• Sync: The messages arriving at all the input ports are time synchronized and delivered together to the block. The Interval parameter defines the delay (in seconds) with which messages can be synchronized. Note that this mode can cause messages to be dropped if they are not synchronized.
    • Triggered: Whenever a new message arrives at the Primary Port (selected by you), the message along with all the latest messages from the other ports are delivered to the block. Note that this mode means that messages on the secondary ports may be dropped or delivered multiple times.
    • Periodic: Deliver the latest messages at all the input ports every time interval (specified by the Interval parameter, in seconds) regardless of how fast the messages arrive. Note that this mode means that messages can be dropped (or delivered multiple times) if they arrive faster (or slower) than the desired interval since only the latest messages are delivered every time interval.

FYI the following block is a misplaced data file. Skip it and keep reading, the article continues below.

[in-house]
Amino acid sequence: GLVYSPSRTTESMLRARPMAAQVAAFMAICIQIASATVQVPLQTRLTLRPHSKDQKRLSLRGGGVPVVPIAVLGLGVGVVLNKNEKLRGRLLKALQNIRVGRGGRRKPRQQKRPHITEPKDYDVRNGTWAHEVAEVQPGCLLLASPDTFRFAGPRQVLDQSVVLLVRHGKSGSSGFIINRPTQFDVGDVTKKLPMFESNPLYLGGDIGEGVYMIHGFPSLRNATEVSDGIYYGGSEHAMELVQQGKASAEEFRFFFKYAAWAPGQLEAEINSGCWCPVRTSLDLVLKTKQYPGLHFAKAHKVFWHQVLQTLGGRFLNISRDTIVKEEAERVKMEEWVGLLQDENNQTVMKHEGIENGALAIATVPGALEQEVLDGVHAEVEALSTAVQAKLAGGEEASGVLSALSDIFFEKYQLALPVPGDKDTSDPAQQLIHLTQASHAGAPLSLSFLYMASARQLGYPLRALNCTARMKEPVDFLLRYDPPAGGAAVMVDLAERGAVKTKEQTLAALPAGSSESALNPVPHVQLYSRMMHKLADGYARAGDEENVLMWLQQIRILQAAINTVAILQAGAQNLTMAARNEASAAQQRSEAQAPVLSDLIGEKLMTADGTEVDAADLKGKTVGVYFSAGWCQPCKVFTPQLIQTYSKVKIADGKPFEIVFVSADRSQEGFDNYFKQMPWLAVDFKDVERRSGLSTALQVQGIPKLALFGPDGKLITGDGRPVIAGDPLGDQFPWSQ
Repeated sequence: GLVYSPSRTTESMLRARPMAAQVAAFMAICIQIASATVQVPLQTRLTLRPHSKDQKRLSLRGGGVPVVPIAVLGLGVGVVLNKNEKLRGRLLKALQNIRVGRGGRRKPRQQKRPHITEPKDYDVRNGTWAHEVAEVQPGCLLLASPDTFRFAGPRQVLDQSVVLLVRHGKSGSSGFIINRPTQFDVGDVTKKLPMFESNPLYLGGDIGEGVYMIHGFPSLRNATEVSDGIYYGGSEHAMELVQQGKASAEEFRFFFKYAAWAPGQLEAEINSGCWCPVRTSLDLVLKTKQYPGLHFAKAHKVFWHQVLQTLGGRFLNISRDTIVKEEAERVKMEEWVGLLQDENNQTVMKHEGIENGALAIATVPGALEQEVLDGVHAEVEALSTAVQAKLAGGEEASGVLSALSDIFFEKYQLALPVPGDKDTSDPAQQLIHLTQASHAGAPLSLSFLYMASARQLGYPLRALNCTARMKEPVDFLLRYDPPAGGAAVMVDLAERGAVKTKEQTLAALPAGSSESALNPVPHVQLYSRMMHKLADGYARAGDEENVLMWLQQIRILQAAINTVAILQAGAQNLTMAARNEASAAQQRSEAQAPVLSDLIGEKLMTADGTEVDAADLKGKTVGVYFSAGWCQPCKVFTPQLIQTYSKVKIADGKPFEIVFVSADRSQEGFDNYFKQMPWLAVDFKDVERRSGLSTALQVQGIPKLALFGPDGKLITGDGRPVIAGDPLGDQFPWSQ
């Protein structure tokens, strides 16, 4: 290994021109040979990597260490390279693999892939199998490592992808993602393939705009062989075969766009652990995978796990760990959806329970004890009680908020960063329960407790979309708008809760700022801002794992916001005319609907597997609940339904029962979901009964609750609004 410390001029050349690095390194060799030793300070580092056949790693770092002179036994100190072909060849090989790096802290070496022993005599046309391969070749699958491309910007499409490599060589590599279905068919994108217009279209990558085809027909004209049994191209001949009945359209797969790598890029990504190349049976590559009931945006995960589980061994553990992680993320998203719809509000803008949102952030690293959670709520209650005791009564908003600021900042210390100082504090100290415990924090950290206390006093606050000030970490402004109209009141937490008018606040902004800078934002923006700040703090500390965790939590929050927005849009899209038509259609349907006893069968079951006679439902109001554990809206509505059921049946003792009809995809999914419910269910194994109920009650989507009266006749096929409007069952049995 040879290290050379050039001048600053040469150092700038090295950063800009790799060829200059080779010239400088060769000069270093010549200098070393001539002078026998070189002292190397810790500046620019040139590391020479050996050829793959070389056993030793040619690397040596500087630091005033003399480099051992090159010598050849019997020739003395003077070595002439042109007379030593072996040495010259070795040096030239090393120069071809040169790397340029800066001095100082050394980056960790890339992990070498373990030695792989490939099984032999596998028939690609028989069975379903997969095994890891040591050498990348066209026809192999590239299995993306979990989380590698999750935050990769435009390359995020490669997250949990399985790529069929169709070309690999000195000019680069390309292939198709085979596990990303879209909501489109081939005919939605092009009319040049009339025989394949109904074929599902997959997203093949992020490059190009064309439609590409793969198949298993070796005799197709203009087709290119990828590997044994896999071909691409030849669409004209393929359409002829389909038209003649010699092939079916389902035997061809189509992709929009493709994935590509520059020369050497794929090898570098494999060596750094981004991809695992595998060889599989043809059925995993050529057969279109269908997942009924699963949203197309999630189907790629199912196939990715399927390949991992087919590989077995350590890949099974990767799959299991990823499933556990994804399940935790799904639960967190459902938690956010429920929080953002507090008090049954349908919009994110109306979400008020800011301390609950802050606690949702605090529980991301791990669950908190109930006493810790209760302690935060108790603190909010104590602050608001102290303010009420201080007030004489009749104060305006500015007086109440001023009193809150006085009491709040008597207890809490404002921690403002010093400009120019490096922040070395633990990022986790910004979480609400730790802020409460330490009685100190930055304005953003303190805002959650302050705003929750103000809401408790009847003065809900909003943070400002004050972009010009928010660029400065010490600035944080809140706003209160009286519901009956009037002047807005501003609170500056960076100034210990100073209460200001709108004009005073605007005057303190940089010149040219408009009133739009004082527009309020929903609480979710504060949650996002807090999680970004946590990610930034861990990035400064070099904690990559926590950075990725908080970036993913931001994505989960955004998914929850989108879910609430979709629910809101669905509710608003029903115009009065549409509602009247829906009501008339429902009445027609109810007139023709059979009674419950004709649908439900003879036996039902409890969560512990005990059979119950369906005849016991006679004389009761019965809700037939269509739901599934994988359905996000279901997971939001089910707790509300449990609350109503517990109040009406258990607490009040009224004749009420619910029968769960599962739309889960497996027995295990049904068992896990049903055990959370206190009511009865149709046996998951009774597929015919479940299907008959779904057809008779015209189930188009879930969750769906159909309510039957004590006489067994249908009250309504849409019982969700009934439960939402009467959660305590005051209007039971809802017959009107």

• [Custom Blocks] Environment and Version are for the runtime environment of the block. 
  • Minimum Resources specifies the minimum resources that is recommended for the block. It can be any multiple of C0.1 (0.1 CPU core and 0.4GB RAM) or GK0.1 (0.1 Tesla K80 GPU, 0.6 CPU core, and 5.6GB RAM). This value can be adjusted later by the user of the block in YonoArc.
  • [Non-Custom Blocks] Toolbox is the YonoArc toolbox in which the block would appear.
  • [Non-Custom Blocks] Enable scaling determines whether this block can be scaled or not. Check this checkbox if your block is stateless.

Creating Custom Blocks

To create a custom block, follow this straightforward procedure:

  1. Develop a block based on our YonoArc APIs: Python 3 API or Octave API.